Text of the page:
Kipling's 'The Two Jungle Books'. A US 'Twin Volume' 1st Edition of 1925
A glorious volume. This would be a simply an incomparable Gift for a Birthday or a Christening. An heirloom of for generations to come. The classic icon of 19th century storytelling. A presentation Riviere binding of a Kipling Ist Edition. In its original protective slip case with an enchanting 1934 dedication, "To Mother on Her Birthday February 22nd 1934 Love, G.W.H " With illustrations by J. Lockwood Kipling, C.I.E., and W. H. Drake. Colour frontis and dozens of mono illustrations, some full page, throughout. A stunning copy in finest leather binding signed Bound by Riviere & Son, London, of full blue calf covers with red and brown spine panels in Morocco. Spine with five raised bands. Compartments ruled, lettered and decoration in gilt. Blue calf covers stamped with gold image of Akela and Shere Khan. Blue marbled endpapers. Blue cloth protective outer case on boards. All edges fine gilt in superb condition. A finest copy in a wondrous leather binding. The binding is an iconic example of the work of master bookbinders, Riviere. RIVIERE, ROBERT (1808?1882), bookbinder, was born on 30 June 1808 at 8 Cirencester Place (now called Titchfield Street), near Fitzroy Square, London. He was descended from a French family, who left their country on the revocation of the edict of Nantes. His father, Daniel Valentine Riviere (1780?1854), who was a drawing-master of considerable celebrity and a gold medallist of the Royal Academy, married, in 1800, Henrietta Thunder, by whom he had a family of five sons and six daughters. The eldest and third sons, William [q. v.] and Henry Parsons Riviere [q. v.], both painters, are noticed separately. Anne, the eldest daughter, became the second wife of Sir Henry Rowley Bishop [q. v.], the composer, and acquired much distinction as a singer.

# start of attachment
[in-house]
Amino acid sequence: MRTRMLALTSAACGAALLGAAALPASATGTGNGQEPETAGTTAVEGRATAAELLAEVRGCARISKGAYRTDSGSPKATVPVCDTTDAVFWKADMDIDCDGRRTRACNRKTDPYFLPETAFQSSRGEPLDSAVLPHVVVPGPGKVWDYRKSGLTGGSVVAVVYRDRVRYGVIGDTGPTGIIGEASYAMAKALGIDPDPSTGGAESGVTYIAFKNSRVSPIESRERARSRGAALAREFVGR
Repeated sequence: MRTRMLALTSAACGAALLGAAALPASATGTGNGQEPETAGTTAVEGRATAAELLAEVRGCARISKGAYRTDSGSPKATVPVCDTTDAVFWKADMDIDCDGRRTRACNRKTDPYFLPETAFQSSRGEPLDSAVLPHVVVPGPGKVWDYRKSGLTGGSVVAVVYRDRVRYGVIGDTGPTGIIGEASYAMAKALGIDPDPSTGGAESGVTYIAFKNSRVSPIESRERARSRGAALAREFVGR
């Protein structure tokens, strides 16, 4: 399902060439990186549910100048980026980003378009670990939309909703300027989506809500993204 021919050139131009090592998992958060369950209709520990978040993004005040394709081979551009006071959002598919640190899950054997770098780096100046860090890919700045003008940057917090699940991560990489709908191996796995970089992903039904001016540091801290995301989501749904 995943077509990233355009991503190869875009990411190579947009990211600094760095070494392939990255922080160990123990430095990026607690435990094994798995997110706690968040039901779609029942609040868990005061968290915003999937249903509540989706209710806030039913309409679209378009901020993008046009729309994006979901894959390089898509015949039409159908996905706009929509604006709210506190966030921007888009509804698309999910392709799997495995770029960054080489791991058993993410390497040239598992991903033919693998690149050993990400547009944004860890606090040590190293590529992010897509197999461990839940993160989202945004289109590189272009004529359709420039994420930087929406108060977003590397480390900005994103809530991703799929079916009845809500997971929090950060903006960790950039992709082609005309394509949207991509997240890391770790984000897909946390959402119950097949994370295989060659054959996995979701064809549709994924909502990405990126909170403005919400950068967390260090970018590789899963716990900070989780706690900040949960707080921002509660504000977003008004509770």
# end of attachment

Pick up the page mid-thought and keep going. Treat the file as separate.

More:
Robert, the second son, was educated at an academy at Hornsey kept by Mr. Grant, and on leaving school, in 1824, was apprenticed to Messrs. Allman, the booksellers, of Princes Street, Hanover Square. In 1829 he established himself at Bath as a bookseller, and subsequently as a bookbinder in a small way, employing only one man. But not finding sufficient scope for his talents in that city, he came in 1840 to London, where he commenced business as a bookbinder at 28 Great Queen Street, Lincoln's Inn Fields, afterwards removing to 196 Piccadilly. The excellent workmanship and good taste displayed in his bindings gradually won for them the appreciation of connoisseurs, and he was largely employed by the Duke of Devonshire, Mr. Christie-Miller, Captain Brooke, and other great collectors. He also bound for the queen and the royal family. In the Great Exhibition of 1851 he exhibited several examples of his skill, and he obtained a medal. He was chosen by the council to bind one thousand copies of the large ?Illustrated Catalogue,? intended for presentation to ?all the crowned heads in Europe? and other distinguished persons. It is said that two thousand skins of the best red morocco, as well as fifteen hundred yards of silk for the linings of the covers, were used by Riviere for this undertaking. He also restored and bound the famous Domesday Book, now preserved in the Record Office, an excellent piece of work.